Encyclopedia of Global Archaeology

2014 Edition
| Editors: Claire Smith

Experimental Maritime Archaeology

  • Nicholas Burningham
Reference work entry
DOI: https://doi.org/10.1007/978-1-4419-0465-2_614

Introduction and Definition

Experimental archaeology has been variously defined, early examples being Ascher (1961) and Coles (1966). Broadly, one may say that experimental archaeology involves recreating material aspects of technology or modes of production of the past, based on archaeological and historical evidence. If the experiment is based on good evidence and is conscientiously conducted, it will likely increase our understanding of the technology investigated.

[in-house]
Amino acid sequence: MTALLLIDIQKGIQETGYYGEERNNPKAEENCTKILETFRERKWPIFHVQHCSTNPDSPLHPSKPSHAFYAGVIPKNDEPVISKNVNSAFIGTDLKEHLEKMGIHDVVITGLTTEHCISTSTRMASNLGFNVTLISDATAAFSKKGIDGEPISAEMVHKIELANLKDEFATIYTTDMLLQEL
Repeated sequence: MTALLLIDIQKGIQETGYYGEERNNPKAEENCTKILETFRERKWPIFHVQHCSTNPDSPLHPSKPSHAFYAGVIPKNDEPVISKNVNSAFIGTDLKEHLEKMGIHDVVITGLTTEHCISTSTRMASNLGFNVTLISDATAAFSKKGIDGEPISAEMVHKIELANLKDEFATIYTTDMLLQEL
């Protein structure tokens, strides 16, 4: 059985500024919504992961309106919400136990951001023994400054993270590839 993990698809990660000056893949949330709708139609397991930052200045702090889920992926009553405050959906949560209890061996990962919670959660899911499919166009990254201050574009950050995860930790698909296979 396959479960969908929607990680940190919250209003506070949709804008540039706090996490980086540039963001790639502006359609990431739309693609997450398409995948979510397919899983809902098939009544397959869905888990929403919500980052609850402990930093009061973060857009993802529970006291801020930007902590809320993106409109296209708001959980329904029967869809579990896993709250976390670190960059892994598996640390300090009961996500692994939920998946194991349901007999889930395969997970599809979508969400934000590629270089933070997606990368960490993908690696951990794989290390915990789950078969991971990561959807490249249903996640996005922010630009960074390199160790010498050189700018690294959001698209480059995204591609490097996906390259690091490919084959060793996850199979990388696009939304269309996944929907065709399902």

Maritime or nautical experimental archaeology usually involves building and sailing a replica or recreation of a ship or boat of the past. Experimental maritime archaeology can be seen as having started in Spain when the impending 1892 quatro-centenary of Columbus’s first voyage to the Americas prompted the construction of a Columbus ship reconstruction. In 1893 a replica Gokstad ship built in Norway was sailed across the Atlantic to the Exposition at Chicago. Neither of these projects was explicitly experimental...

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Copyright information

© Springer Science+Business Media New York 2014

Authors and Affiliations

  1. 1.Independent ScholarFremantleAustralia